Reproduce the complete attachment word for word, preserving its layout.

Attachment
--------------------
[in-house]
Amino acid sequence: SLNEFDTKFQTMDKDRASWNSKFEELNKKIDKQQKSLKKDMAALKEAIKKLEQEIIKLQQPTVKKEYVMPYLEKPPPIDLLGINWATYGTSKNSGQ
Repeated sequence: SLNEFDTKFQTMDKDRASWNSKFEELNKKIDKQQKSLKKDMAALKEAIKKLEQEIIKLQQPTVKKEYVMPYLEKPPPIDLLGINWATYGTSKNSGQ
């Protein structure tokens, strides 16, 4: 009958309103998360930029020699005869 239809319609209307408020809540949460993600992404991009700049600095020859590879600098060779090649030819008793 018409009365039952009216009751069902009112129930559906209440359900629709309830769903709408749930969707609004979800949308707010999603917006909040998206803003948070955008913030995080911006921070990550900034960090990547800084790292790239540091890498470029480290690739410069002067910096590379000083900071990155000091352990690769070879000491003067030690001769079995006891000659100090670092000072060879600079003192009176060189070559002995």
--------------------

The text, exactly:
[in-house]
Amino acid sequence: SLNEFDTKFQTMDKDRASWNSKFEELNKKIDKQQKSLKKDMAALKEAIKKLEQEIIKLQQPTVKKEYVMPYLEKPPPIDLLGINWATYGTSKNSGQ
Repeated sequence: SLNEFDTKFQTMDKDRASWNSKFEELNKKIDKQQKSLKKDMAALKEAIKKLEQEIIKLQQPTVKKEYVMPYLEKPPPIDLLGINWATYGTSKNSGQ
């Protein structure tokens, strides 16, 4: 009958309103998360930029020699005869 239809319609209307408020809540949460993600992404991009700049600095020859590879600098060779090649030819008793 018409009365039952009216009751069902009112129930559906209440359900629709309830769903709408749930969707609004979800949308707010999603917006909040998206803003948070955008913030995080911006921070990550900034960090990547800084790292790239540091890498470029480290690739410069002067910096590379000083900071990155000091352990690769070879000491003067030690001769079995006891000659100090670092000072060879600079003192009176060189070559002995």